US seeks to tighten sanctions against Iran

IAEA reveals Tehran quickly revived its nuclear program after Stuxnet attack; “Obama administration much more realistic about growing threat.”

PRO-GOVERNMENT IRANIANS 311 (photo credit: AP)
(photo credit: AP)
WASHINGTON – As protesters take to the streets in Tehran and the Obama administration heightens its rhetoric against Iran, the US Congress is also looking to turn up the heat on the regime.
A new bill introduced on Wednesday seeks to tighten the American sanctions regime by requiring publicly traded companies and their affiliates to report their Iranian links to the US Securities and Exchange Commission.
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The legislation comes as the intelligence community has reportedly prepared a new version of the National Intelligence Estimate on Iran that toughens the US assessment of the country’s nuclear activities from its estimate in 2007.
So far, the new, classified version has been circulating among designated members of Congress, but not made public.
At the same time, new International Atomic Energy Agency revelations on Wednesday suggested that Iran quickly revived its nuclear program after it suffered setback from a computer virus earlier this year.
Click here for full Jpost coverage of the Iranian threatClick here for full Jpost coverage of the Iranian threat
Republican Sen. Mark Kirk, one of the co-sponsors of the new sanctions proposal, welcomed a revised version of the National Intelligence Estimate, calling its 2007 incarnation a “complete mistake.”
Kirk noted that he hadn’t read the new version, first reported by Foreign Policy, and could therefore speak freely without worrying about violating classified restrictions.
Obama administration 'more realistic about threat'
Still, Kirk told reporters he hoped the Obama administration made the key findings public, since “it appears to be much more realistic about the growing threat.”
Kirk said he was also hoping the administration would step up the enforcement of sanctions, which had only resulted in the sanctioning of one company since being implemented in the mid-1990s and strengthened last summer.
“I have been very frustrated with the lack of enforcement,” he said. “My hope is that with this bipartisan legislation we can upgrade the enforcement.”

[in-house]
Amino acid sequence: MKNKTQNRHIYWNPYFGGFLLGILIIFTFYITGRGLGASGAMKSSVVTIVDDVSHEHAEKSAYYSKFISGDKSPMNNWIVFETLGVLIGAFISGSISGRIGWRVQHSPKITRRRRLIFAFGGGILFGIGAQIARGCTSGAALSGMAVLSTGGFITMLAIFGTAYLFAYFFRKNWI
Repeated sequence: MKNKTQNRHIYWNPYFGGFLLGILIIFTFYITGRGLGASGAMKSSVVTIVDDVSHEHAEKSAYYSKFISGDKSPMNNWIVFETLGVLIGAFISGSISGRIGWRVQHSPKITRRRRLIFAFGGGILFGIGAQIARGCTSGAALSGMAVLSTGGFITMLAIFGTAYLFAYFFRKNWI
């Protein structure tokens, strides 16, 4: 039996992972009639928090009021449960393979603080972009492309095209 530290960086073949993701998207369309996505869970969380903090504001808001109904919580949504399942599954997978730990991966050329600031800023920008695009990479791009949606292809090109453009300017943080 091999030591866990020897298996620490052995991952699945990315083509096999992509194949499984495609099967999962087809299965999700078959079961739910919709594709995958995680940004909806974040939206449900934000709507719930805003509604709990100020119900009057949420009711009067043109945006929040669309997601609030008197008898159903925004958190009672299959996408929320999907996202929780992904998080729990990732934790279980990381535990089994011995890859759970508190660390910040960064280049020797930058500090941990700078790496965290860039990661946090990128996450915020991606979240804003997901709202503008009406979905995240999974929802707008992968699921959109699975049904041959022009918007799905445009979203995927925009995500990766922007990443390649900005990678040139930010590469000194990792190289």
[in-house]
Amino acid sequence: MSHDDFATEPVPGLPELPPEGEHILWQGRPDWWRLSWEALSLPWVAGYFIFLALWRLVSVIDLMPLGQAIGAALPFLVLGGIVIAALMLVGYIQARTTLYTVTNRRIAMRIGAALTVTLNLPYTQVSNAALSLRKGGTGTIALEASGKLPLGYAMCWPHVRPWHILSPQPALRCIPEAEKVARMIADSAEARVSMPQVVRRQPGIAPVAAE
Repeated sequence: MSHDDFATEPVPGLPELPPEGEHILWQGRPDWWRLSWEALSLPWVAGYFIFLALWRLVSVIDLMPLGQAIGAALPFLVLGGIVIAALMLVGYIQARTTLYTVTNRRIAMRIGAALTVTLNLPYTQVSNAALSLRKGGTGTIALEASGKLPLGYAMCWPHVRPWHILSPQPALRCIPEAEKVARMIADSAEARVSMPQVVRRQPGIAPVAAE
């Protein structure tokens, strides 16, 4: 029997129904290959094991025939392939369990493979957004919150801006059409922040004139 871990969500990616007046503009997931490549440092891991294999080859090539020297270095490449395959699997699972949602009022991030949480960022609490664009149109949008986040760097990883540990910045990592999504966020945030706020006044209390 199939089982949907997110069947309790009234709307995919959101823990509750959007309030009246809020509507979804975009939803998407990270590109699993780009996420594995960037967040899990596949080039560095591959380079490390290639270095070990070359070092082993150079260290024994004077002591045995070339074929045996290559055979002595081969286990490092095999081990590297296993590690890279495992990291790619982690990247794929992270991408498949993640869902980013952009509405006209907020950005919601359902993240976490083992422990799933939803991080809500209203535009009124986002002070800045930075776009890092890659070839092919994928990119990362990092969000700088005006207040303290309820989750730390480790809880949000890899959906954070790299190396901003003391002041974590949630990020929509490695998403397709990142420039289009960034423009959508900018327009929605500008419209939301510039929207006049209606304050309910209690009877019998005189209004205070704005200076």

Kirk was joined in sponsoring the legislation by Democratic Sen. Kirsten Gillibrand, Republican Rep. Dan Burton and Democratic Rep. Ted Deutch.
Deutch said the new bill would increase enforcement because companies would be required to self-report their involvement with Iran rather than the administration needing to obtain information and then decide to open an investigation.
“One of the reasons that this legislation is so important is because once the company identifies that they are doing business [with Iran], it will require the investigation to start and will pressure that company to make the decision to place national security interests first,” he said.
Law forces companies to disclose Iran dealings
“The hardest part has been trying to find out exactly what these companies are actually doing,” Mark Dubowitz of the Foundation for Defense of Democracies said in explaining the difficulties with the current sanctions regime. “The brilliance of this law is that it forces these companies themselves to disclose” their Iran dealings.
Dubowitz’s organization has already identified two dozen US companies or international companies with US subsidiaries that would have to disclose such ties.
Meanwhile, according to IAEA surveillance cameras operating at Iranian nuclear sites last year, Iranian workers were observed hauling away crates of broken equipment, or some 10 percent of the 9,000 centrifuges at the Natanz plant.
Soon afterward, hundreds of new machines arrived at the plant to replace the ones that were lost.